"The big concern for the movie industry is that if this can happen here, it can happen anywhere," Matthew Greller, a lobbyist for the National Association of Theatre Owners, told TheWrap.
"If the board of health has the authority to do this, it sets a dangerous precedent," he said. "Will they be able to limit you to a 16-ounce steak or 16 french fries or 16 popcorn kernels? It's a slippery slope."
There's certainly a precedent for an administration that has shown a willingness to wage unpopular battles for what it views as the good of its citizens' health. Citing rising obesity rates, the mayor has targeted trough-like beverage containers in the same way he once zeroed in on smoking in restaurants and trans fats in prepared foods.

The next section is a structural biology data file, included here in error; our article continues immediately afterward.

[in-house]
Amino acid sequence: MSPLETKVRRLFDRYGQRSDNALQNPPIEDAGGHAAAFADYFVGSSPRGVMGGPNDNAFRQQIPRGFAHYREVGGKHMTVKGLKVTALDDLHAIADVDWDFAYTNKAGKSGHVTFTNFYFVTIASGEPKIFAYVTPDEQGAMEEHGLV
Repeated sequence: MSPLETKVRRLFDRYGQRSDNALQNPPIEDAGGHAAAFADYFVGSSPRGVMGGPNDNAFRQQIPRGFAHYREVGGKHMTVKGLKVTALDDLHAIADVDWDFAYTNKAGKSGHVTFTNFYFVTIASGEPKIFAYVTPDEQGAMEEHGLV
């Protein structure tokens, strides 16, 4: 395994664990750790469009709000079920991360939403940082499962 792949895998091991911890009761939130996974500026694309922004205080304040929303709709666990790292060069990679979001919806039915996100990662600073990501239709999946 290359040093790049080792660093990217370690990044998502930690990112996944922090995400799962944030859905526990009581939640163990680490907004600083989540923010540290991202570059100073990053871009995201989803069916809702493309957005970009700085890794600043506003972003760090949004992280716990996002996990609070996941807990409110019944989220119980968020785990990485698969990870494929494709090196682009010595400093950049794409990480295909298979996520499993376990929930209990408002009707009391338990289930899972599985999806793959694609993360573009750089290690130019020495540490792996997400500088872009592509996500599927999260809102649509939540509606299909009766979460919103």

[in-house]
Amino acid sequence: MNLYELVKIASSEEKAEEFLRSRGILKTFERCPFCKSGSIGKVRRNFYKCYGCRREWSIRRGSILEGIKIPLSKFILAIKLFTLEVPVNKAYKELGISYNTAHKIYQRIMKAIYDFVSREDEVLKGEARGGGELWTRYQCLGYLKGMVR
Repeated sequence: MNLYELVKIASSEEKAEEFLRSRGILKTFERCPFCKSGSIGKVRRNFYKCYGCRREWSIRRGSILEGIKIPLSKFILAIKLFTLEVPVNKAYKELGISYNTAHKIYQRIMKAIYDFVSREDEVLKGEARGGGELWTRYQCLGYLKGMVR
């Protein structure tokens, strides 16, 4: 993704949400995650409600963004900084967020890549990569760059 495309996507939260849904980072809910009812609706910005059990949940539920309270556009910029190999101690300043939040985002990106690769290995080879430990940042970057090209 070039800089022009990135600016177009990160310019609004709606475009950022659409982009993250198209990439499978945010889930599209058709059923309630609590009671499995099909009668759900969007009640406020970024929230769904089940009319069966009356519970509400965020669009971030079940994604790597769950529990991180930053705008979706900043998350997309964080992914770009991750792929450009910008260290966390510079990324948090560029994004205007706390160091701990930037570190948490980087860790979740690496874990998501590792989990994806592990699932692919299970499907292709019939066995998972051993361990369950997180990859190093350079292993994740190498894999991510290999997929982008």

All of this worries theater owners -- which make as much as 30 percent of their profits from concessions -- who fear that the assault won't stop at Cokes.
“If a small place like ours lived on ticket prices alone, there would be no way to stay in business,” Kenn Lowy, who owns an independently run, two-screen theater called Brooklyn Heights Cinema, told TheWrap. “The soda thing is not as big a deal to me, but if they went after popcorn or peanut M&M’s, it would be catastrophic.”
There’s also a fear that if the new rules on soda sizes pass in New York City, other parts of the country may unveil similar plans. That’s something the mayor’s office acknowledges could take place -- even though polling suggests that sugary beverages are a lot more popular than Marlboros.